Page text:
Recent Submissions

  • Stigma, epistemic injustice, and “looked after children”: The need for a new language

    Fieller, Danielle (2022)
    Abstract This article examines the processes that contribute to the stigmatization of a group of people typically identified as ?children in care? or ?looked after children.? In particular, we will look at the ways that we (adults, professionals, and carers) interact with these children, based on their status as both children and members of a socially marginalized and disadvantaged group, and how these modes of interaction can inhibit dialogue?a dialogue that is needed if we are to base our conceptions regarding the needs of these children on a more accurate understanding of their experiences and perspective. The problem is particularly challenging because the very terminology we use in the care community to identify this group is a product of the damaging preconceptions that have affected our interactions with its members and, we argue, it serves to reinforce those preconceptions. Using Fricker's work on epistemic injustice, in conjunction with evidence regarding how accusations of abuse and neglect of these children have been addressed in numerous cases, we illustrate the problems we have in hearing the voices of members of this group and the harmful effects this has on their own ability to understand and articulate their experiences. These problems represent ?barriers to disclosure? that need to be surmounted if we are to establish a more inclusive dialogue. Currently, dialogue between these children and those of us charged to ?look after? them is too often characterized by a lack of trust: not only in terms of the children feeling that their word is not taken seriously, that their claims are not likely to be believed, but also in their feeling that they cannot trust those to whom they might disclose abuse or neglect. The goals of the paper are modest in that we aim simply to open up the debate on how to meet this epistemic challenge, noting that there are specific problems that extend beyond those already identified for hearing the voices of other victims of epistemic injustice. Explicitly recognizing the nature and extent of the problem still leaves us a long way from its solution, but it is a crucial start.
  • Evaluation of an evidence-based model of safeguarding clinical supervision within one healthcare organization in the United Kingdom

    de Oliveira, Deborah (2019)
    AIMClinical supervision has been recognized as a valuable mechanism through which healthcare professionals may evaluate, reflect upon and develop their clinical practice within the context of safeguarding. However, while there is a general consensus with regard to the value of clinical supervision there are multiple approaches to utilization in practice. This brief communication provides an overview of an evaluation of one model of safeguarding clinical supervision which was explicitly developed to support healthcare professionals in their everyday practice.METHODSThe current study used a survey approach, which involved the development and administration of an online anonymous survey with clinical supervisors and supervisees working within the one service of the Trust.RESULTSThe survey results showed that individuals were overall confident, knowledgeable and satisfied with their safeguarding supervisions. However, individuals at a lower band were significantly less positive about supervision, particularly in relation to how much they felt enabled to explore their safeguard concerns, how much they felt equipped to provide/receive safeguarding supervision and about how much they understood clearly the difference between managerial supervision/clinical and safeguarding supervision.CONCLUSIONA number of key recommendations arising from the findings of the evaluation are presented in this article and are considered in terms of the question 'what constituents form the core components of a successful Safeguarding Supervision Framework relationship?'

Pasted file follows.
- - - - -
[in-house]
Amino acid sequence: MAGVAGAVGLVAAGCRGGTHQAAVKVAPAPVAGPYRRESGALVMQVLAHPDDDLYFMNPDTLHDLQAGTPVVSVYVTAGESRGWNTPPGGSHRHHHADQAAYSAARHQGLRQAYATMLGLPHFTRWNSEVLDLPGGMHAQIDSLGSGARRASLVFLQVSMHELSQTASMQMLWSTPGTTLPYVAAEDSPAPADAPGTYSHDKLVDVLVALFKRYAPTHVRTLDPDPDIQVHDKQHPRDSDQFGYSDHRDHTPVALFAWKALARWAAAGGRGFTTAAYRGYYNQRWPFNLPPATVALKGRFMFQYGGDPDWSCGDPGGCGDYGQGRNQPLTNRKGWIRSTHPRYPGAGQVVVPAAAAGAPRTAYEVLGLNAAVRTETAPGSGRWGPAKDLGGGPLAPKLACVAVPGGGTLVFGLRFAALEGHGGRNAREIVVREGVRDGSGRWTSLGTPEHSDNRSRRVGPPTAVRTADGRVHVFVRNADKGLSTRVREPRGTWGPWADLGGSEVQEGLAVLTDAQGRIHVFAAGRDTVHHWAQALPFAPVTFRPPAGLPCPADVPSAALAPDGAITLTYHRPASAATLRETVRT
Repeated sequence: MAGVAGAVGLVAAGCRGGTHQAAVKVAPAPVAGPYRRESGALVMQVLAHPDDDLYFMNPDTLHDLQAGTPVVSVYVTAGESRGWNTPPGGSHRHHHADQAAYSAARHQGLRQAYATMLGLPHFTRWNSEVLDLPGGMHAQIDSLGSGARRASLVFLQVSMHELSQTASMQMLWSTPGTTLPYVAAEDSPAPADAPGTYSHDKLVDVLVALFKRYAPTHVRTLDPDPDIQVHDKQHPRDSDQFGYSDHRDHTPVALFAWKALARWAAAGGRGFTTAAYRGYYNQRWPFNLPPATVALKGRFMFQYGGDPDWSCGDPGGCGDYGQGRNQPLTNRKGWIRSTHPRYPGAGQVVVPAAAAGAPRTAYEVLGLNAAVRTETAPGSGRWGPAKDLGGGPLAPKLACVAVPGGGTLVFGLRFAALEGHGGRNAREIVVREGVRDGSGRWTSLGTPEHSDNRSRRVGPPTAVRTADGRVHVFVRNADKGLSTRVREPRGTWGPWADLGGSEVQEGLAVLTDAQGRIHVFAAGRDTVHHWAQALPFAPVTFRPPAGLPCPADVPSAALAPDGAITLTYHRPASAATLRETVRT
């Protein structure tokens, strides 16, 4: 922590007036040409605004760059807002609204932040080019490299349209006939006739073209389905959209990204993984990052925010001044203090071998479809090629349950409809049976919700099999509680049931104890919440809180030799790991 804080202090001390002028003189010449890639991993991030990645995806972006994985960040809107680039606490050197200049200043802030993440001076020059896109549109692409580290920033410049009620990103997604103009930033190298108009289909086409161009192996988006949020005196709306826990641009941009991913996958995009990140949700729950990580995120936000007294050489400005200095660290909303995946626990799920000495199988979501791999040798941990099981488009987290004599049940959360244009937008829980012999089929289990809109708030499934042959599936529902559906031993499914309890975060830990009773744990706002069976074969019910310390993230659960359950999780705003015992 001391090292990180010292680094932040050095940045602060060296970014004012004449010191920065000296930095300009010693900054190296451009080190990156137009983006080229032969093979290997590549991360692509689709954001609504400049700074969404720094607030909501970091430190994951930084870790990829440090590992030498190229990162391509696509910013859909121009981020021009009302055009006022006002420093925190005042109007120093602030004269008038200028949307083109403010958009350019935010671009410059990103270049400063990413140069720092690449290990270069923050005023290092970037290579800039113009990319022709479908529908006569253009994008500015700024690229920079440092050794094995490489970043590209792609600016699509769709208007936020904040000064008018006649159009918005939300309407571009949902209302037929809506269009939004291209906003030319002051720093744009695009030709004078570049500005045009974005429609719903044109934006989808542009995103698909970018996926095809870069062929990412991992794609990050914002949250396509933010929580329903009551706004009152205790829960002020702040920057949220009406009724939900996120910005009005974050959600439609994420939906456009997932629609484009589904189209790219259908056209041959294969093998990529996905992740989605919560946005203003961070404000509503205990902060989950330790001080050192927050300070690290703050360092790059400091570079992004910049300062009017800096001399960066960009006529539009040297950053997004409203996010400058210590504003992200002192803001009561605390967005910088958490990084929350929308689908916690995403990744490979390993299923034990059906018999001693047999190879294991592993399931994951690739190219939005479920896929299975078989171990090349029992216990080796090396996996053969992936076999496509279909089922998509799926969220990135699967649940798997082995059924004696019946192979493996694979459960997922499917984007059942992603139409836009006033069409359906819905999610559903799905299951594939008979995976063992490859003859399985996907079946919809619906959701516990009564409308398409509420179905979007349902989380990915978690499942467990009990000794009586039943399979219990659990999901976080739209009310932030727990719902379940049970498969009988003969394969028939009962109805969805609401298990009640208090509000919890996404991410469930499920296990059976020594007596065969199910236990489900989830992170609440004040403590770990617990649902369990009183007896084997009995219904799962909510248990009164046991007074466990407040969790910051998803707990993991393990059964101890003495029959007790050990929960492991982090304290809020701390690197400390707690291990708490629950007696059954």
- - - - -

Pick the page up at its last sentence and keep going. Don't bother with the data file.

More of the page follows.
• The deprivation of liberty safeguards: Observations and limitations

    Phull, Jaspreet S. (2011)
    The recently introduced Deprivation of Liberty Safeguards (DoLS), which came into force in April 2009, was created to protect the liberty of people lacking capacity admitted to care homes and hospitals in England and Wales. This paper discusses observations and some limitations of the DoLS for protecting the liberty of residents within institutional settings. The regulation, safeguards and recent relevant case law are examined critically. The author suggests that their effectiveness may be limited by the under-recognition of cases, ambiguity and limited safeguards within the statute. The paper concludes that the DoLS legislation has been a positive step towards protecting the liberty of those lacking capacity but that limitations present could undermine the purpose of the legislation.
  • Safeguarding vulnerable adults' liberty: The law

    Sergeant, Michael (2009)
    In response to a landmark legal case, the government has made changes to legislation in an attempt to uphold the rights of vulnerable adults who are subject to extensive restrictions. The Deprivation of Liberty Safeguards were introduced in April. They apply to people over the age of 18 who lack capacity to consent to arrangements for their care. People with a learning disability in hospitals and care homes will be protected by the safeguards. Healthcare professionals must be aware of, and identify possible situations of, deprivation of liberty to comply with the law.